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The Sun Also Rises 

The newest offerings from Japan's old masters and young upstarts

Wednesday, Apr 18 2001

I can't believe I'm reviewing films by such old-school masters as Ichikawa Kon and Shinoda Masahiro in a piece about the latest Japanese offerings at the San Francisco International Film Festival, but it's a tribute to these (still active) filmmakers' longevity that their works can be judged alongside those by younger directors. If the comparisons yield a mixed showing of fresh and stale, that's natural -- let the viewer sort 'em out.

Rebirth and the crafting of new lives are themes in the best of them this year. In the women's pro wrestling documentary Gaea Girls, the reigning champion gives her trainee a series of nasty slaps to her bloodied face to prepare her for her debut, saying, "Whether you are reborn is up to you." The dowdy heroine of Sakamoto Junji's Face (Sakamoto also directed Knockout) is terrified of being reborn after years of sullen obedience behind a sewing machine, but she forces the issue by strangling her beautiful sister, taking advantage of the Kobe earthquake to obscure her tracks, and finding a new life -- several new lives -- as a many-faced fugitive one step ahead of the law. Both films celebrate the transformation of wimpy, unassertive women into formidable engines of survival and will, giving them the last laugh.

Men, however, don't fare so well in the latest offerings. Not Forgotten, promising to show how Pacific War veterans react to 21st-century Japan, gets bogged down in a sentimental revenge plot that wastes an opportunity to say more about Japan's corporate culture, in which life transformation takes a sinister turn.

Veteran director Ichikawa Kon's Dora-Heita is also a disappointment that could use some new life of its own. Because of its pedigreed script (written in 1969 by four major Japanese postwar directors: Kurosawa, Kobayashi, Kinoshita, and Ichikawa), the film emphasizes dialogue and personalities. But the Tokugawa-era plot, about a disreputable libertine who uses unorthodox means to clean up a district mired in crime and corruption -- sound familiar? -- is old and dated and the execution pallid and tired (including the simplistic sword-fight sequences). Yakusho Koji looks worn and uncharismatic in a topknot -- he should stick to Western suits. Several scenes recall moments from Kurosawa masterworks like Yojimbo and Sanjuro, and the larger-than-life charm of the late Mifune Toshiro is just enough to reflect poorly on the present production. Watch for an early, dynamic cameo by Kishida Kyoko, the original Woman in the Dunes.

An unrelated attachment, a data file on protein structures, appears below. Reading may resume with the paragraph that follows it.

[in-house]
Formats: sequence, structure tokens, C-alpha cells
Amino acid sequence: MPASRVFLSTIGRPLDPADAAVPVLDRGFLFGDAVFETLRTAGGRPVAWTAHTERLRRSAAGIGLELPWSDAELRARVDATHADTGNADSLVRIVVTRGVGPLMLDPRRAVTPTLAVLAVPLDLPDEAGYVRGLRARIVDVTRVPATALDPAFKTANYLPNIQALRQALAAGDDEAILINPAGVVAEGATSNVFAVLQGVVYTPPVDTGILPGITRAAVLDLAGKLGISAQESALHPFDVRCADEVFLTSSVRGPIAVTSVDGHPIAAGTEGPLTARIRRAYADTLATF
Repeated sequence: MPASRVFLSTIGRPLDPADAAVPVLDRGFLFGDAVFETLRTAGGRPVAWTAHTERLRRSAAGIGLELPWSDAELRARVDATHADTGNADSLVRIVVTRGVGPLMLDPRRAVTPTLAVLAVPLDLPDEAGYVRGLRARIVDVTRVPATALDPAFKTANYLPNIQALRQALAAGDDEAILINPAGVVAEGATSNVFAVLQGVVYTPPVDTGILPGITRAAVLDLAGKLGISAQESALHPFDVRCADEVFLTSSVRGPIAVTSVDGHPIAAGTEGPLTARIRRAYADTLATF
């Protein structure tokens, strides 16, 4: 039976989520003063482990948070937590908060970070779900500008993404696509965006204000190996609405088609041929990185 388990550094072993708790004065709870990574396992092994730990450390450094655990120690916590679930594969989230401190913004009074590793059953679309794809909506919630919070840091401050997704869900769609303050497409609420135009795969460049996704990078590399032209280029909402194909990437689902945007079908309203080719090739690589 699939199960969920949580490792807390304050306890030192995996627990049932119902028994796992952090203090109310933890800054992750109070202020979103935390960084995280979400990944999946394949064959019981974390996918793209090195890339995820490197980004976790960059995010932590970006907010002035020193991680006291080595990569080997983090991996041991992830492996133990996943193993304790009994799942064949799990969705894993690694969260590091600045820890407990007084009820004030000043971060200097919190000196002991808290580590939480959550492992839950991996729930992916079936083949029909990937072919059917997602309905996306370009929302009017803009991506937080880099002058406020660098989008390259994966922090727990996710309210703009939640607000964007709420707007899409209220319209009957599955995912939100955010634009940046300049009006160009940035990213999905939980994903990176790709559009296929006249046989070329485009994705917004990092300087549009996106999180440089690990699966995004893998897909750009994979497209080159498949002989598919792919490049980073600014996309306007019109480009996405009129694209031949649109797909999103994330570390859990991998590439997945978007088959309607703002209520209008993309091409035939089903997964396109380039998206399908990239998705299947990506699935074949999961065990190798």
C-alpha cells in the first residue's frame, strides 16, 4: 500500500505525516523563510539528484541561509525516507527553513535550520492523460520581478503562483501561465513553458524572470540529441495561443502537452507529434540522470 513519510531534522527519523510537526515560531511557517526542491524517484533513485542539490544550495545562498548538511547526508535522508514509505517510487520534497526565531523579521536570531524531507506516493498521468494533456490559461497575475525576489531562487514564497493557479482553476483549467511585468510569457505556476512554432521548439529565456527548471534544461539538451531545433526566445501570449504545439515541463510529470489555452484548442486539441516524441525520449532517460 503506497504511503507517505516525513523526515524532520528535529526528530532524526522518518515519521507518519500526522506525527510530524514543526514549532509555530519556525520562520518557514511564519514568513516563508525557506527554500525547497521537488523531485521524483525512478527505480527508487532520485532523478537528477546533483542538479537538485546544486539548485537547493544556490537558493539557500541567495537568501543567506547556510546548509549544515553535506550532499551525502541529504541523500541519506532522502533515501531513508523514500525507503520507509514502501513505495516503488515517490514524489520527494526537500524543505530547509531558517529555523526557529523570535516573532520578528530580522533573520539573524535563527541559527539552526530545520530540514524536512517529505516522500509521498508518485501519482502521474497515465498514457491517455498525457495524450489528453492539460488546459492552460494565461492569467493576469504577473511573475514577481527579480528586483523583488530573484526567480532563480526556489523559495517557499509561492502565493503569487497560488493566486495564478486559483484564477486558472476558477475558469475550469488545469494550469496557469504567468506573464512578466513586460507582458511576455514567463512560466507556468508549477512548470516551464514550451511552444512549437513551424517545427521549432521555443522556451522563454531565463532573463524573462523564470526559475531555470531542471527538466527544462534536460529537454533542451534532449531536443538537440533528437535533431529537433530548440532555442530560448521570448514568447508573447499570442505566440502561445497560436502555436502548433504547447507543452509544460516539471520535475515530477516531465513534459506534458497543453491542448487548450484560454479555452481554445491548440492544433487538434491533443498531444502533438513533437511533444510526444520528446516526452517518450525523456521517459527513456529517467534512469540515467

For something far better from 1969, savor the black-and-white gorgeousness of Shinoda Masahiro's Double Suicide, a live-action adaptation of a major Chikamatsu domestic-tragedy bunraku (puppet play), chosen by directors Scott McGehee and David Siegel (The Deep End) for the festival's "Indelible Images" program. If we ever have an Iwashita Shima tribute, this film would be the centerpiece, in which the great actor (and Shinoda's wife) plays dual roles as the plain missus and the flamboyant mistress of the pleasure quarters that spell downfall for the hapless romantic Jihei, a true puppet of destiny.

Gaea Girls: Friday, April 20, 10:15 p.m., AMC Kabuki; Tuesday, May 1, 1 p.m., AMC Kabuki; Wednesday, May 2, 7 p.m., AMC Kabuki

Face: Saturday, April 21, 7 p.m., AMC Kabuki; Monday, April 23, 9:15 p.m., AMC Kabuki; Friday, April 27, 9:30 p.m., Pacific Film Archive

Not Forgotten: Friday, April 27, 12:45 p.m., AMC Kabuki; Saturday, April 28, 6:30 p.m., AMC Kabuki; Sunday, April 29, 1 p.m., AMC Kabuki

Dora-Heita: Friday, April 20, 9:15 p.m., Pacific Film Archive; Sunday, April 22, 7 p.m., AMC Kabuki; Monday, April 23, 3:30 p.m., AMC Kabuki

Double Suicide: Monday, April 23, 9:15 p.m., Castro

About The Author

Frako Loden


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